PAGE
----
The Aces (USA)
No One Rides For Free
©El Toro Records 2009
Formed in 2000, The Aces have attitude and a different idea of how to play Blues. They reduce the Blues to pounding riffs and a distorted wall of sound topped by wailing harp. They were among the first to absorb and recast the drone riff-based Hill Country Blues style, and The Aces do that their own way.
They write their own songs (they do very few covers). They have their own slicked back greased hair in a wind tunnel look attached to a permanent sneer and a pushy stage presence. Those that might think of punk trance blues as something endlessly repeating a melodic line are in for a rhythmic pounding when the Aces get on stage.
The Aces start with Mike "Junk Johnson" Gutsch on drums with a unique style of simple drumming. His drums are arranged differently than other drummers. The cymbals are way low. The result with the Aces is a relentless pounding style that very much works right on the basic riff being played--and right into your skull. The rhythm guitarist who really plays bass for the Aces --sort of like Brewer Phillips used to do for Hound Dog Taylor. He uses a low toned Telecaster for this like Brewer did.
Derek Irving had and has that slick guitar-star-on-stage-with-a-sharp-suit persona and a passel of custom guitars. Girls smile at Derek. Derek smiles back. Derek has the stage front of the guitar hero down pat. He actually plays a lot of very old time traditional blues licks in a slick lead guitar manner. He pounds you while looking like its sparkle show time.
Fronting all this is six foot two Sky O’Banion, with his out thrust jaw and slick blonde pompadour. Sky dares you not to like it. His tall massive stage presence is almost patented “chip on the shoulder” stuff. Sky writes or maybe improvises all the song lyrics. It’s hard to tell, as he more than most harp players prefers to sing a lot through his harp mic. Sometimes he’ll sing through both the harp mic and the house mic at the same time. When you do catch the words it’s a stream of consciousness about very bluesy topics like growing up poor and living out on farm roads and how bad women are and other fine stuff. Sometimes it seems to be Jack Kerouac poetry.
It’s really good to see The Aces in control of their own destiny. Nobody sounds like them, and nobody has their whole conception of the blues. It’s blues all the way; it just has an edge and focus that isn’t like bar bands. They aren’t generic. - Rolf Olmsted, Sonoma Tunes.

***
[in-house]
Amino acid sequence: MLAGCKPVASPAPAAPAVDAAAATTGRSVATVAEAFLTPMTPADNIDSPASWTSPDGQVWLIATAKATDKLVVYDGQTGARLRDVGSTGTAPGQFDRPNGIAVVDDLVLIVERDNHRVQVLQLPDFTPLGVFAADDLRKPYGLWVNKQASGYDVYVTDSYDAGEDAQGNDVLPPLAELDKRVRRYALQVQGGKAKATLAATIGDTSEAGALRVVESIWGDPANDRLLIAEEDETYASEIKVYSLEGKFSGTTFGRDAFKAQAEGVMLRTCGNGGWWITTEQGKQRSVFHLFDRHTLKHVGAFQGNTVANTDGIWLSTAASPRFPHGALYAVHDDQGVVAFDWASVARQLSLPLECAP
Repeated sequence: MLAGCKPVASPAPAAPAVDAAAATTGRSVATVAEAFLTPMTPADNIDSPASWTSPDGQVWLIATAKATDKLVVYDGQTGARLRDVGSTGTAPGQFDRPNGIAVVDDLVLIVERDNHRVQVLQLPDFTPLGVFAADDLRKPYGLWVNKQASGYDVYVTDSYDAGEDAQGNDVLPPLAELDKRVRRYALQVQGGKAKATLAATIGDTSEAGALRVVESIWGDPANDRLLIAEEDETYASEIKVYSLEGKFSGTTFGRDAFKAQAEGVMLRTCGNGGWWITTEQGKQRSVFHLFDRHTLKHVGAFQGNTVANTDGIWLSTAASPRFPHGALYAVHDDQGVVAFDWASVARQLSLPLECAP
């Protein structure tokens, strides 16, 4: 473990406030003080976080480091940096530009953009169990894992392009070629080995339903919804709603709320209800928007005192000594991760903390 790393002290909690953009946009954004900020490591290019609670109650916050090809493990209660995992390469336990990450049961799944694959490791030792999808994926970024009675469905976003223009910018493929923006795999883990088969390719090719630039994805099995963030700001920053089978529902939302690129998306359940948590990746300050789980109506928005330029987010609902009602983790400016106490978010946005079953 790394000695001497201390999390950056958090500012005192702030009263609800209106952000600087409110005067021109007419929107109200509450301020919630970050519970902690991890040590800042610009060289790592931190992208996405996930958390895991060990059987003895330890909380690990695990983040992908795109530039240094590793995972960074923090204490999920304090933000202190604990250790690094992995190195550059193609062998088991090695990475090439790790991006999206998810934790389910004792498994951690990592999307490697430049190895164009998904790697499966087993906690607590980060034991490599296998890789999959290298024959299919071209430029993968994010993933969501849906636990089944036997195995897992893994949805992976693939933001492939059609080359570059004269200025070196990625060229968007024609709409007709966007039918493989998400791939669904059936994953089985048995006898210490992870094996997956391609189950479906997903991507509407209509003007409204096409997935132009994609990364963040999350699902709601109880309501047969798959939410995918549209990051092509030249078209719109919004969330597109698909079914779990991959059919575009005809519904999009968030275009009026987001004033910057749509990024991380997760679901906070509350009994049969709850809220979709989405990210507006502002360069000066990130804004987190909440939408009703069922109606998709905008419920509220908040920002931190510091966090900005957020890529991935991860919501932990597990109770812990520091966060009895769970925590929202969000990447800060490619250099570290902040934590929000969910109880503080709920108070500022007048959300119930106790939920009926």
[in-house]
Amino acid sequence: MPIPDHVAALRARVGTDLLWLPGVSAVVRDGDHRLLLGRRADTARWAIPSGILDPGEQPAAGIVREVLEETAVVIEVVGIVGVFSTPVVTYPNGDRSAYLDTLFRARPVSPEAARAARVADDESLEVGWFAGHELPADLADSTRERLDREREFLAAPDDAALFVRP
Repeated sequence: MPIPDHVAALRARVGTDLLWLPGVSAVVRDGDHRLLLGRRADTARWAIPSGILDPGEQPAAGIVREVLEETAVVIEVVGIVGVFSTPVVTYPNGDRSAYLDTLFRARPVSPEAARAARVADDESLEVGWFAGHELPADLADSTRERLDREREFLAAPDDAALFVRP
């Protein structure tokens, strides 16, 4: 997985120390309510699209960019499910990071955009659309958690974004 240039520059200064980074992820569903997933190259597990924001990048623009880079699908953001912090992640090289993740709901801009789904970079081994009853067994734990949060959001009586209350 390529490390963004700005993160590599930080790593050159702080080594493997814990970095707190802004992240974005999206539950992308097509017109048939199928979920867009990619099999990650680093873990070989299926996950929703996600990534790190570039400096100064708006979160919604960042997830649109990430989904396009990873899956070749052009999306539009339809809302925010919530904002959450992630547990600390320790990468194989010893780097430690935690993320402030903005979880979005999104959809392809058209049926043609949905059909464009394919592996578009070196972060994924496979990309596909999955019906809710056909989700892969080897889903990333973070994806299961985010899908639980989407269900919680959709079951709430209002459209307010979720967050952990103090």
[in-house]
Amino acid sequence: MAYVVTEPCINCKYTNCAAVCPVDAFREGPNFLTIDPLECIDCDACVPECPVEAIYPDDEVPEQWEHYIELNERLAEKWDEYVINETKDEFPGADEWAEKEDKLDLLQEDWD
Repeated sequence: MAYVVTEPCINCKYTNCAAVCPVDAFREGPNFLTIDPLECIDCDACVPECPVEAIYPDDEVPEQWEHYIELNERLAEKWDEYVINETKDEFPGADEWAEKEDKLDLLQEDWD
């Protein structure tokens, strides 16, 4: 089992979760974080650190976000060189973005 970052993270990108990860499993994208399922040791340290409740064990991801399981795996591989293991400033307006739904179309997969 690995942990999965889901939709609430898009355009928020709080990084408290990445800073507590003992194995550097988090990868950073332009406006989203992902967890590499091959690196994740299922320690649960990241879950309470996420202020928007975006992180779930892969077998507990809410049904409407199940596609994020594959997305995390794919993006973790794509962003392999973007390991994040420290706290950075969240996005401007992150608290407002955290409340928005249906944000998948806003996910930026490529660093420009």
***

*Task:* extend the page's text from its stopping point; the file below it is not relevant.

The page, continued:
Hands down, this is simply the best pure blues album I’ve heard this year – the explosive sound of The Aces, hailing from Santa Rosa, California, but finding a home for “No One Rides For Free” on the small Spanish label, El Toro Records, based at Pineda, near Barcelona.
It’s probably the rawest, most energetic blues since the late, great Lester Butler and his band, The Red Devils, burst out of LA in the early 1990s’ – The Aces work on some of the same templates – blasting harmonica, down home guitar and the same driving rhythms, but with The Aces powered by low-tuned second guitar as opposed to a conventional bass player.
The band comprise the imposing figure of Sky O’Banion on lead vocals and harmonica, Derek Irving (lead guitar and sitar) and Mike Gutsch (drums), with the rhythm guitar work shared on the ten tracks between Bob Welsh and Chris Anderson – together they create an intense wall of sound that grabs you from the start and doesn’t let go!
The opening “You’re Gonna Lose” shows what they are all about – a fabulous harmonica intro before the band lock into a killer groove, before O’Banion’s tough vocals kick in – often through his harmonica microphone, and biting guitar solo from Derek Irving, a player definitely from the ‘less is more’ school, delivering traditional guitar lines.
The pace is kept up on the following “Stole Something From Me”, leading into the menacing “Shed Some Light On Me” – very Red Devils for me, with Sky O’Banion’s vocal almost sounding like a demented preacher – superb stuff indeed!
“Knee Deep In Mud” slows things down a little – a sort of lazy shuffle that highlights Mike Gutsch’s drumming, before the Sonny Boy Williamson-flavoured “Drinkin Song”, with O’Bannion’s acoustic harmonica work giving it that classic feel. The slide-driven “Need Your Lovin’” sees the band take the tempo up again, before the stomping “Down In The Cave”, which sees Derek Irving on electric sitar.
Elsewhere “Mr Highway Man” rides on an almost funky guitar groove with more tremendous harmonica; “House On The Hill” is another killer fast shuffle – the guitars on this are just tremendous – with the closing “Kanka Kanka” being in the same vein, with salvos of just dynamite harmonica work.
Make no mistake, from the opening of track one to the close of track ten, this is just superb stuff – let’s hope the boys make it over to the UK next year some time – whether it be festivals or clubs, you just know they will be the real deal – a five star recommendation from me!
Blues In The Northwest, UK